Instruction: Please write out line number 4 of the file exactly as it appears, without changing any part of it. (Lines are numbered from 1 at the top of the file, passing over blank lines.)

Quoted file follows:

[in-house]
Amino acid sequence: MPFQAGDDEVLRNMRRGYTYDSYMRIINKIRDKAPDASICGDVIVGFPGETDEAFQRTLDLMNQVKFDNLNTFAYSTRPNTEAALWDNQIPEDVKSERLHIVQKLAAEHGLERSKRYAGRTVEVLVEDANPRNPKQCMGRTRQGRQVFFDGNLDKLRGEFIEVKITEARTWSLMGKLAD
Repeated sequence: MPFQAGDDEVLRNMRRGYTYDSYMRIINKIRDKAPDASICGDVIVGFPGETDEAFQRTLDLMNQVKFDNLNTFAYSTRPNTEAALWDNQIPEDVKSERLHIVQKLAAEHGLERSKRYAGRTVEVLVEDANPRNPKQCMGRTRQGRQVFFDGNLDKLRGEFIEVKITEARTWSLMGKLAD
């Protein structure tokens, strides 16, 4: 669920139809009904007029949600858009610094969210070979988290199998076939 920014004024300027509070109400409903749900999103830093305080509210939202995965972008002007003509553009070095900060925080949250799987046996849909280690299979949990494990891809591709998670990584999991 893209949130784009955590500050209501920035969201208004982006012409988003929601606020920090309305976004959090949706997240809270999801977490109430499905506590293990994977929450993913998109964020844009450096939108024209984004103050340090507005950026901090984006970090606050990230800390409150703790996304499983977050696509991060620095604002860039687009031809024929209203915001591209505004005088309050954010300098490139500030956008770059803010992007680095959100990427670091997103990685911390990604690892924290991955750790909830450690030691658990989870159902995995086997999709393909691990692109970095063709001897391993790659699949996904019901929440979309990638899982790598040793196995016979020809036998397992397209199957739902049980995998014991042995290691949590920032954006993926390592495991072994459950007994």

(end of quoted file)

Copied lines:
């Protein structure tokens, strides 16, 4: 669920139809009904007029949600858009610094969210070979988290199998076939 920014004024300027509070109400409903749900999103830093305080509210939202995965972008002007003509553009070095900060925080949250799987046996849909280690299979949990494990891809591709998670990584999991 893209949130784009955590500050209501920035969201208004982006012409988003929601606020920090309305976004959090949706997240809270999801977490109430499905506590293990994977929450993913998109964020844009450096939108024209984004103050340090507005950026901090984006970090606050990230800390409150703790996304499983977050696509991060620095604002860039687009031809024929209203915001591209505004005088309050954010300098490139500030956008770059803010992007680095959100990427670091997103990685911390990604690892924290991955750790909830450690030691658990989870159902995995086997999709393909691990692109970095063709001897391993790659699949996904019901929440979309990638899982790598040793196995016979020809036998397992397209199957739902049980995998014991042995290691949590920032954006993926390592495991072994459950007994």